Young Gorilla Lovers

Conservation education classes are back! Finally! Rwandan schools run from late-January through November. Since the beginning of the new year, we’ve been busy in the office preparing for classes, hiring a new staff member plus a communications consultant, and working on staff computer skills. We’ve also been pushing forward our briquette initiative with local community members, training them how to make an alternative cooking fuel from recycled material. We’re all lacking a bit of sleep, but that’s the way things go around here.

Meeting New Students
New students at Nyange Primary School.  Photo by Mlly Feltner. Rwanda feltner_aoc_021010_059New students and a gorilla. Photo by Molly Feltner.

We increased our number of days in the field this year by adding an additional class. Monday and Tuesday we return to Rushubi Primary School. Wednesday and Thursday we are at Nyange 1 Primary School.

Conservation Education classes in Rwanda.  Art of Conservation Class 1, Rushubi Primary School.Classroom photo at Rushubi Primary School.

AoC’s methodology includes offering schoolchildren living in the poor rural communities surrounding Rwanda’s Volcanoes National Park a year-long intensive conservation education program in partnership with the children’s primary schools.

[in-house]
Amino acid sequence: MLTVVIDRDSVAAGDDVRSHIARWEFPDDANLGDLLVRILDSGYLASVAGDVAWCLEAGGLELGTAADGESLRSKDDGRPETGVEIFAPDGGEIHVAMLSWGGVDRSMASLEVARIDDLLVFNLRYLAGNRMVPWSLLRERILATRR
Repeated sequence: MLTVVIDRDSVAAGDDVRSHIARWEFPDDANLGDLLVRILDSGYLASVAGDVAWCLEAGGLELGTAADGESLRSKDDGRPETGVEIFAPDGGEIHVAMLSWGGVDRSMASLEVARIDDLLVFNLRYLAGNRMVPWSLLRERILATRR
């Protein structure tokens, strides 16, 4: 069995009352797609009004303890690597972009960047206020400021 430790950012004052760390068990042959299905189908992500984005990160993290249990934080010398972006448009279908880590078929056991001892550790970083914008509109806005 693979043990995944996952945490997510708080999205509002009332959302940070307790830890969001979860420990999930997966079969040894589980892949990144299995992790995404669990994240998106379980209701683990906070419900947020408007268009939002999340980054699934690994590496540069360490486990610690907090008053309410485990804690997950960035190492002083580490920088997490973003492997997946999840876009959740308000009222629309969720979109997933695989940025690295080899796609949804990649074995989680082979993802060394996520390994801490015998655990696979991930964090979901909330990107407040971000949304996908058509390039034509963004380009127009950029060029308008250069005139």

First day of classes in Rwanda.  Julie Ghrist with Nyange kids.  Photo by Molly Feltner. feltner_aoc_021010_190I look pretty serious even though this is only the introduction. Photo by Molly Feltner.

Have you hugged a gorilla today?  AoC Rwanda 2010.Have you hugged a gorilla today?

My mom bought me – her 44 year old daughter! – this stuffed toy gorilla a few years ago. I finally had room to pack the gorilla in my duffle bag when I returned to Rwanda from my Christmas holiday in the U.S. I am waiting for the kids to come up with a name for him/her. Share your ideas for a name!

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  1. By Kristina on March 10, 2010 at 5:37 pm


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